“During the subtle shift from daylight into the deep blue glow of evening, the time-bound bustle of day fades into the timeless dream space of night. For me, to take a walk in the waning light along the lake where I live, has become an informal yet sacred ritual practice to process the day and re-center myself, either in solitude or with my husband, most often with a dog or two. My heart becomes calm when I listen to the evening songs of birds and the soft rustlings of animals, and I never tire of observing how the water glimmers and reflects the softening colors of dusk. Often I will find myself gazing at the deepening sky, filled with a profound sense of gratitude for our planet Earth and for the gift of being present to witness all of her ever-changing beauty.”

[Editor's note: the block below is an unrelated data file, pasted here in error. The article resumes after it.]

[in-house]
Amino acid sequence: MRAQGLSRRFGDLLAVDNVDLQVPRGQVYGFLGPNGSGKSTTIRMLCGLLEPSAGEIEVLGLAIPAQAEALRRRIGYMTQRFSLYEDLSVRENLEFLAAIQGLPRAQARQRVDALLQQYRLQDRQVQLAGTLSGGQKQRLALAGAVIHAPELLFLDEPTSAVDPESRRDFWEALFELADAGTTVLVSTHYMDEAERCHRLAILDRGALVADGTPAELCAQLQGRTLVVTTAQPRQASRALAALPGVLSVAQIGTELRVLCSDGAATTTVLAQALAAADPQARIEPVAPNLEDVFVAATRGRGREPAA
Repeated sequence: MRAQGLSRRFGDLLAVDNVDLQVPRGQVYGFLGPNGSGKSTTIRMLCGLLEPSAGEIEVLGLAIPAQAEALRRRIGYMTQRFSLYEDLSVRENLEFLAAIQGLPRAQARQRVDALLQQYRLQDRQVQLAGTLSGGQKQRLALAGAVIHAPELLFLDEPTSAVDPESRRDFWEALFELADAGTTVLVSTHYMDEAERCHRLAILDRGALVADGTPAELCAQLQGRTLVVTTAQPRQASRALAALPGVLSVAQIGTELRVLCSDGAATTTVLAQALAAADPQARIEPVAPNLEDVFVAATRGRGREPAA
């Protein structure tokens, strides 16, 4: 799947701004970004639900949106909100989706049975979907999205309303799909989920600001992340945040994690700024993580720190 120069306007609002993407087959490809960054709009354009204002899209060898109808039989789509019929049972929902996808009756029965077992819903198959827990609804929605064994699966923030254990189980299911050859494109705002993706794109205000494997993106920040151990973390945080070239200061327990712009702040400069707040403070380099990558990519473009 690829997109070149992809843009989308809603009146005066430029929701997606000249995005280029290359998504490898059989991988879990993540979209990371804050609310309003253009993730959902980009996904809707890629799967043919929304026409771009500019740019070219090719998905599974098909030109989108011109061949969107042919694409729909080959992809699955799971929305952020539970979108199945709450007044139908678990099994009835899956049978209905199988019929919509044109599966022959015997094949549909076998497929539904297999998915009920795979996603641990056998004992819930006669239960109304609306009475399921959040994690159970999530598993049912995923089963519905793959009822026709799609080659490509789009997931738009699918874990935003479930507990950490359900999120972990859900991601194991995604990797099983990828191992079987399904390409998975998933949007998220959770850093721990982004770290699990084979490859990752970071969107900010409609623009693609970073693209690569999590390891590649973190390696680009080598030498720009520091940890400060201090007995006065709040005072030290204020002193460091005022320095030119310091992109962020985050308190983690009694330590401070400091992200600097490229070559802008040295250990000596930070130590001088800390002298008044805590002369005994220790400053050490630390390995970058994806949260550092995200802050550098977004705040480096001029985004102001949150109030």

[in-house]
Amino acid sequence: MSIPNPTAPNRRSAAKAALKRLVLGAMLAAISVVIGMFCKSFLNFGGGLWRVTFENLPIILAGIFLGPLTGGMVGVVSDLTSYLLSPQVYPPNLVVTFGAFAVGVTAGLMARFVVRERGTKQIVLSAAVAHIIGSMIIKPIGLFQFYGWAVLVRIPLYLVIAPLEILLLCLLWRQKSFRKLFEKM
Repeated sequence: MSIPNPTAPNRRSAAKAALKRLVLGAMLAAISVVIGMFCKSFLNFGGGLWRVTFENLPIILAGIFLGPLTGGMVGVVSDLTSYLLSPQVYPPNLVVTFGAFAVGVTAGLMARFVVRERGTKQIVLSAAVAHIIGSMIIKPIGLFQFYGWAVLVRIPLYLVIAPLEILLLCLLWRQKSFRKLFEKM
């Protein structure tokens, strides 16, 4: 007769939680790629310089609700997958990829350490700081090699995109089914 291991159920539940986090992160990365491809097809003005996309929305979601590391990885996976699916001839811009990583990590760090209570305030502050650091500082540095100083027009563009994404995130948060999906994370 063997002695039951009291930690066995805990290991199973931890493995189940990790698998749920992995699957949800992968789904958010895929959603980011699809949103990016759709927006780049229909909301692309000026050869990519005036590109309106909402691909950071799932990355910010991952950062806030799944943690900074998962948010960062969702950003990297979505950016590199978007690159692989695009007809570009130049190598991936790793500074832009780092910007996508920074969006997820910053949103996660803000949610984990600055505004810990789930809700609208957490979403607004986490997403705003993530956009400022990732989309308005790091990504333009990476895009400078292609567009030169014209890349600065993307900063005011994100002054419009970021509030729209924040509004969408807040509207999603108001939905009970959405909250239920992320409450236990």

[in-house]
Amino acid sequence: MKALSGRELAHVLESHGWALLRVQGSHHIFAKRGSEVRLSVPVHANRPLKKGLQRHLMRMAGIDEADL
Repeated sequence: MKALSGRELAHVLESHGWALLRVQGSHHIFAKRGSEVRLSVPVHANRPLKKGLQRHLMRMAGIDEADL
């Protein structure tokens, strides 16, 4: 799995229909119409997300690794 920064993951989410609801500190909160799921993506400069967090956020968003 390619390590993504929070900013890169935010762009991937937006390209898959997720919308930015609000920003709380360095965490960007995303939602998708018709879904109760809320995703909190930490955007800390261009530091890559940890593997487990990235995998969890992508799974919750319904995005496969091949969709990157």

Evensong: Canticles for the Earth, released on Kumatone Records, can be purchased as a CD or digital downloads at a variety of online sales sites including CDbaby, Amazon, iTunes and many others. The music also can be heard (and Bowles can be followed) at many major streaming platforms such as Spotify, Pandora, Apple Music, Google Play and more. For more information about Meg Bowles and her music, visit her website, megbowlesmusic dot com.